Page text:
Jim McGregor, international basketball ambassador was 91

Jim McGregor taught basketball to the Poles, the Russians, the Greeks, the Swedes, the Peruvians and the Filipinos. He gave clinics to the Watusis in Africa--where he was disappointed to learn their strength didn't match their height--and to the Indians at the headwaters of the Amazon.

He coached the national team of Italy--never mind that he didn't speak Italian--and the national teams of Turkey, Morocco, Greece, Argentina, Sweden, Austria, Peru and the Central African Republic. Some of these jobs came at the request of the U.S. State Department.

McGregor may be more responsible than any other human being for the fact that thousands of American basketball players now ply their trade at a high level (and for high salaries) in hundreds of countries around the world, many of which didn't know what a basketball was until McGregor showed them one. A large number of those countries went on to become very proficient indeed at their adopted sport, and to irrevocably change the face of international basketball, not to mention the NBA.

You say you never heard of Jim McGregor? Not to worry. Those Ginoblis, Nowitzkis and Gasols sprinkled through the rosters of NBA teams are pretty much all most Americans know about international basketball. But talk to many of the coaches and owners of teams around the world, and to the agents who funnel the best international players to the NBA, and they will tell you just how far McGregor was ahead of his time and how much they learned from him.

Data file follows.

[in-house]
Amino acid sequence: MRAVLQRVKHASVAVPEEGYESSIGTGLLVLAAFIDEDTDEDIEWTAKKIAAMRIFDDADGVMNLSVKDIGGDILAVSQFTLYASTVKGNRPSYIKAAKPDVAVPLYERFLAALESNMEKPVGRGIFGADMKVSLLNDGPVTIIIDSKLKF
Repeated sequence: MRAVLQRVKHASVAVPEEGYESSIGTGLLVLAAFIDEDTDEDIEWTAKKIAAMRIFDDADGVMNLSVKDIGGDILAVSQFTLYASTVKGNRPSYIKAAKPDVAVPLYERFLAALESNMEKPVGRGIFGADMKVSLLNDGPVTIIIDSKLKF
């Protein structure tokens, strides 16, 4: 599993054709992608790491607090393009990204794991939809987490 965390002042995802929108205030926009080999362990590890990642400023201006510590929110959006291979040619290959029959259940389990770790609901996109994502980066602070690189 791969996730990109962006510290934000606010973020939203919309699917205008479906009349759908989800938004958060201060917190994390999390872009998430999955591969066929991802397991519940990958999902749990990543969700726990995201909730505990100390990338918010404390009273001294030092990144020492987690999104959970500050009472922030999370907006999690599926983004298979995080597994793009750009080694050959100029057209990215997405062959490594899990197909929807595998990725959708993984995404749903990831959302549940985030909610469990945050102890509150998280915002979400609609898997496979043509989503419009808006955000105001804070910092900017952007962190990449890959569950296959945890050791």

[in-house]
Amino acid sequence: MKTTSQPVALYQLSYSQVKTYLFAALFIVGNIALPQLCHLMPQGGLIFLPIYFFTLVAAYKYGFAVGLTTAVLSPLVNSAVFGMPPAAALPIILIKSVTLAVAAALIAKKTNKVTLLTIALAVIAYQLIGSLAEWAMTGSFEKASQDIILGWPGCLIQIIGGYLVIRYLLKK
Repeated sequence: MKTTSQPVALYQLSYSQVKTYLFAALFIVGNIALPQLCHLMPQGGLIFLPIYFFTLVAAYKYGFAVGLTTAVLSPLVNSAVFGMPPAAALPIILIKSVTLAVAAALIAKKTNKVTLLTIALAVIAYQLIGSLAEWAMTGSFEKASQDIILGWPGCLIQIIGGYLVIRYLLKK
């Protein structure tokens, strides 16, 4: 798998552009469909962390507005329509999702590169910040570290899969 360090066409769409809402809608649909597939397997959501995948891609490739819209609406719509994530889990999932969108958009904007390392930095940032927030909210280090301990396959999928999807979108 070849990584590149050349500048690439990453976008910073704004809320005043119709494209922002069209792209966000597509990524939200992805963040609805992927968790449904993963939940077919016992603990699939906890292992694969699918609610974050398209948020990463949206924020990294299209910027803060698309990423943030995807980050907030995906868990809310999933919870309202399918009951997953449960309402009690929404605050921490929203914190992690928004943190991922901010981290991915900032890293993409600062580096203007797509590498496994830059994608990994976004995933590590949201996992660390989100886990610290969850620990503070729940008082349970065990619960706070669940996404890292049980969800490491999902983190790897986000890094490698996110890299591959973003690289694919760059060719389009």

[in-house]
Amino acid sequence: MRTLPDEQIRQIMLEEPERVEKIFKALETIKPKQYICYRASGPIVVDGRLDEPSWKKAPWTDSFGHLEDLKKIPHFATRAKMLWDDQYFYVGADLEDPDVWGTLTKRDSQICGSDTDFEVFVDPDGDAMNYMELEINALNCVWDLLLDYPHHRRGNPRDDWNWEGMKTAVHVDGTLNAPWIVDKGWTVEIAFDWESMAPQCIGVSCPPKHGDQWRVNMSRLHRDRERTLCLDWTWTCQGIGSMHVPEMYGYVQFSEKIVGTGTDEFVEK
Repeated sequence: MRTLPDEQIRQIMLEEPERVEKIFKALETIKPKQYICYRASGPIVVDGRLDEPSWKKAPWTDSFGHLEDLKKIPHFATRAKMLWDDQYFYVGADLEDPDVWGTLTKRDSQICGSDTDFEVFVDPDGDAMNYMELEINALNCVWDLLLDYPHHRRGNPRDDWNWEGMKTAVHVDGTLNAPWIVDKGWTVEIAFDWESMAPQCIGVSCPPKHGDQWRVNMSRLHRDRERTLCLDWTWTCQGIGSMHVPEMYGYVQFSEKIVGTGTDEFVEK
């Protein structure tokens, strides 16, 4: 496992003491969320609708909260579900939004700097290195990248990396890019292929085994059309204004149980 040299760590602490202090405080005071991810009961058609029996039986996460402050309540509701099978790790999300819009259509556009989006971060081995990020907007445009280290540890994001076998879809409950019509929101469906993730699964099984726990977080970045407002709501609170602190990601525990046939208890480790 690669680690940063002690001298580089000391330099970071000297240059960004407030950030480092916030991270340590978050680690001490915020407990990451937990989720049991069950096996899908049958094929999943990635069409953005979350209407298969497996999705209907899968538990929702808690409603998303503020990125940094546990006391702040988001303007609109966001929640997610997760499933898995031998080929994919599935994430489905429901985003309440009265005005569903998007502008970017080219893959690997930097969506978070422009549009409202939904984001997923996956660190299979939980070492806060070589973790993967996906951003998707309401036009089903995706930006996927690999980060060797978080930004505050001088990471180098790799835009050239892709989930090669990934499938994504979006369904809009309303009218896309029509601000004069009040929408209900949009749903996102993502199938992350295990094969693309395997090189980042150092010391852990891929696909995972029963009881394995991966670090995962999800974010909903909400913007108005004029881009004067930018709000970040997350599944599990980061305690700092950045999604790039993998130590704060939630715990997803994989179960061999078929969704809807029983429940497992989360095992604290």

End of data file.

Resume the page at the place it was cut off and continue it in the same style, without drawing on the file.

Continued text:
I'll tell you about some of this in a minute, but first let me just say that McGregor died late Wednesday in Bellevue, Wash., at the age of 91 and that he was as upbeat, cheerful and funny when we talked a few months ago as he was more than 30 years ago when I helped him chronicle his exploits in the book "Called For Travelling."

In the 1960s and 70s, when basketball was still little more than a cult sport in much of the world, McGregor, who had spent three years at the University of Southern California before joining the Marines, came up with the idea of putting together teams of college players who had gone undrafted by the NBA but had a sense of adventure and taking them to Europe.

 Here's how clever McGregor was. He cut sponsorship deals with Levis, which was happy to outfit the players in the hippie era, and with Gillette, which frowned on the very idea of beards and long hair. He had sponsorship deals with Coke and Pepsi in different parts of the world at the same time and went to great lengths to make sure that neither one found out about the other. He flew the international flag of capitalism with Gulf Oil as his sponsor for many years and he flew it on TWA, which defrayed his travel costs considerably.

And it wasn't long before McGregor discovered something far more important than winning games--selling players. Did an Italian team covet a particular player on his traveling squad? McGregor would instruct his players to make him look like an all-star when the two teams met. The player would acquire a contract, McGregor would acquire a transfer fee and the other players would acquire the knowledge that the best game of their careers lay directly ahead.